The decline in optimism about the country’s path in the new poll seems to mirror those in October 2013 and August 2011, when congressional inaction led to the threat of a government shutdown in 2011 and a partial one in 2013. Among Democrats, the share saying the nation is heading in the right direction dipped 11 points since May, to 49 percent, while among independents, it’s down slightly to 23 percent. Among Republicans, the 9 percent saying the country is heading the right way is similar to May. The October 2013 and August 2011 declines in right direction were also driven by sharp drops among Democrats and independents.

Among those who say they are highly likely to vote this fall, just 8 percent say they approve of the way Congress is handling its job, though 43 percent would like to see their member of Congress re-elected, a bit higher than among all adults. Republicans have an edge among this group as the party more preferred to control Congress, 43 percent to 34 percent, with 23 percent saying it doesn’t matter.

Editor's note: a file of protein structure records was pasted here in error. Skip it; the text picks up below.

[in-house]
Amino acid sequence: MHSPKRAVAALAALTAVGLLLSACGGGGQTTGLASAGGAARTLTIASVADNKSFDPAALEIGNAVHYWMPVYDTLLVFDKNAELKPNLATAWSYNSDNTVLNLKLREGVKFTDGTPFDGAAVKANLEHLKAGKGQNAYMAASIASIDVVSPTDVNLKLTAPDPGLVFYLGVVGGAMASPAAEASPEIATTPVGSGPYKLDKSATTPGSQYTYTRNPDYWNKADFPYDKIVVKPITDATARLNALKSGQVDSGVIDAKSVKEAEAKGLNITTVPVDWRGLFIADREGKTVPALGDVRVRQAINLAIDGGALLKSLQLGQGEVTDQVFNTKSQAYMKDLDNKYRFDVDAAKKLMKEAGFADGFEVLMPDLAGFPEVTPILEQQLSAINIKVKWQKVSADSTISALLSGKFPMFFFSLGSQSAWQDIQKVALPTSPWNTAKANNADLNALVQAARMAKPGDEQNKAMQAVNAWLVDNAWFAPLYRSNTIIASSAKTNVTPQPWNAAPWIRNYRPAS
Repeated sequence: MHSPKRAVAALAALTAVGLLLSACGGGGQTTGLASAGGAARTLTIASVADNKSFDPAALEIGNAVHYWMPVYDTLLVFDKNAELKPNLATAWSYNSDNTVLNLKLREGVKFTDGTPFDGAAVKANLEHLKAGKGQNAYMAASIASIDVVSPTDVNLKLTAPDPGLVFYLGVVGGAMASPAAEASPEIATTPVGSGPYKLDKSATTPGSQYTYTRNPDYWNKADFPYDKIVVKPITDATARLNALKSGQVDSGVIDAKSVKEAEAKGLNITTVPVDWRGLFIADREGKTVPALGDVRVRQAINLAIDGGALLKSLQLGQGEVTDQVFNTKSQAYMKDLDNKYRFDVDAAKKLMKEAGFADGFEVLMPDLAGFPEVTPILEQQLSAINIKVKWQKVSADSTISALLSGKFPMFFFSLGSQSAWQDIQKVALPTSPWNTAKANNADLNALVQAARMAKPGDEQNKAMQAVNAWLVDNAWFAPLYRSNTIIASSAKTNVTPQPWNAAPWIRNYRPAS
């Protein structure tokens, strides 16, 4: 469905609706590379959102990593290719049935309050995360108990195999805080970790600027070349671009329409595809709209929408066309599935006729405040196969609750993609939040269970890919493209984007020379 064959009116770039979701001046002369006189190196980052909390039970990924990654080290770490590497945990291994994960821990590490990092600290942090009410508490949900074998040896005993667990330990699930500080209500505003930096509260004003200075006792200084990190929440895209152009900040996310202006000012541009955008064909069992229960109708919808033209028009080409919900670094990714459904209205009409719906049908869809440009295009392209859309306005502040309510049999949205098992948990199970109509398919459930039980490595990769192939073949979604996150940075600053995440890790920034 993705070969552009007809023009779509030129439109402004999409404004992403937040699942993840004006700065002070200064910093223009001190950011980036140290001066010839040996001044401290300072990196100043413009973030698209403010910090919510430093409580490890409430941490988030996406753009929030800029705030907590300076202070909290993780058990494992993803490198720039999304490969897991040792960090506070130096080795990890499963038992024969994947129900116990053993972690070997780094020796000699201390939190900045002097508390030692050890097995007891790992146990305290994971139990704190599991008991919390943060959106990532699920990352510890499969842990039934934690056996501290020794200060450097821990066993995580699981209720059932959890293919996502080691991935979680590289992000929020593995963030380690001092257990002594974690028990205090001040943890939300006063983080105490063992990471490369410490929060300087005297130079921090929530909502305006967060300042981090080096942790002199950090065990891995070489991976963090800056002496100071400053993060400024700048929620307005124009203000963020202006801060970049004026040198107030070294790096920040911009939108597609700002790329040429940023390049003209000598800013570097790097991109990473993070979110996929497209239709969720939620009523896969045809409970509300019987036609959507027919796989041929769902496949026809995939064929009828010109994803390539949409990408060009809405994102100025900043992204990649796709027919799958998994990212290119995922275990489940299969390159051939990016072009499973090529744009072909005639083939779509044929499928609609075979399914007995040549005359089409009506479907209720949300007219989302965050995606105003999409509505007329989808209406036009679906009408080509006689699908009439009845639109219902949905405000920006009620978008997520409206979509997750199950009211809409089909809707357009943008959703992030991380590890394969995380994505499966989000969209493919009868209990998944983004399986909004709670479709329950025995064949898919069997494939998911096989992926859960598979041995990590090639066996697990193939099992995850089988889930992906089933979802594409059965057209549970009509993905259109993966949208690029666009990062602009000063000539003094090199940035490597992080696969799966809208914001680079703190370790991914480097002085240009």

The AP-GfK Poll was conducted July 24-28, 2014, using KnowledgePanel, GfK’s probability-based online panel designed to be representative of the U.S. population. It involved online interviews with 1,044 adults and has a margin of sampling error of plus or minus 3.4 percentage points for all respondents. It is larger for subgroups.

Respondents were first selected randomly using phone or mail survey methods and were later interviewed online. People selected for KnowledgePanel who didn’t otherwise have access to the Internet were provided with the ability to access the Internet at no cost to them.

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Follow Jennifer Agiesta on Twitter: http://www.twitter.com/JennAgiesta

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Online:

AP-GfK Poll: http://www.ap-gfkpoll.com